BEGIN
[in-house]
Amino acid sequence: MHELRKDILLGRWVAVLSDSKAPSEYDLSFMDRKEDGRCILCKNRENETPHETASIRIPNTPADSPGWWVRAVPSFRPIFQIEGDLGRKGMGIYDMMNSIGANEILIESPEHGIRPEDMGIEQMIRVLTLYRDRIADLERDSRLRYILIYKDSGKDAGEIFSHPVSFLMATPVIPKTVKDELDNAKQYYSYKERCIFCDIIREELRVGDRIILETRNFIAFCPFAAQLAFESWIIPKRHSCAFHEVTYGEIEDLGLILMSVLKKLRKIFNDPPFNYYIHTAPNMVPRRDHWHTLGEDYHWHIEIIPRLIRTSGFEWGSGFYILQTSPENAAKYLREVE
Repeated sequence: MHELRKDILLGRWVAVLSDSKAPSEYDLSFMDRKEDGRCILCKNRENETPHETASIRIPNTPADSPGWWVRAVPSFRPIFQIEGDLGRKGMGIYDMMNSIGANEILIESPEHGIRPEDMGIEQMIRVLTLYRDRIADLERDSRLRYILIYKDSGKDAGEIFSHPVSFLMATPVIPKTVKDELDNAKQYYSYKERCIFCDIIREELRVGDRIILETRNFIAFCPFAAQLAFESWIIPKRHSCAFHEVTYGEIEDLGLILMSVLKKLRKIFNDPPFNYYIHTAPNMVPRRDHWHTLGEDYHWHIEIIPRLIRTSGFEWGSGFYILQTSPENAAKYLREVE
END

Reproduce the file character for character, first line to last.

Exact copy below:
[in-house]
Amino acid sequence: MHELRKDILLGRWVAVLSDSKAPSEYDLSFMDRKEDGRCILCKNRENETPHETASIRIPNTPADSPGWWVRAVPSFRPIFQIEGDLGRKGMGIYDMMNSIGANEILIESPEHGIRPEDMGIEQMIRVLTLYRDRIADLERDSRLRYILIYKDSGKDAGEIFSHPVSFLMATPVIPKTVKDELDNAKQYYSYKERCIFCDIIREELRVGDRIILETRNFIAFCPFAAQLAFESWIIPKRHSCAFHEVTYGEIEDLGLILMSVLKKLRKIFNDPPFNYYIHTAPNMVPRRDHWHTLGEDYHWHIEIIPRLIRTSGFEWGSGFYILQTSPENAAKYLREVE
Repeated sequence: MHELRKDILLGRWVAVLSDSKAPSEYDLSFMDRKEDGRCILCKNRENETPHETASIRIPNTPADSPGWWVRAVPSFRPIFQIEGDLGRKGMGIYDMMNSIGANEILIESPEHGIRPEDMGIEQMIRVLTLYRDRIADLERDSRLRYILIYKDSGKDAGEIFSHPVSFLMATPVIPKTVKDELDNAKQYYSYKERCIFCDIIREELRVGDRIILETRNFIAFCPFAAQLAFESWIIPKRHSCAFHEVTYGEIEDLGLILMSVLKKLRKIFNDPPFNYYIHTAPNMVPRRDHWHTLGEDYHWHIEIIPRLIRTSGFEWGSGFYILQTSPENAAKYLREVE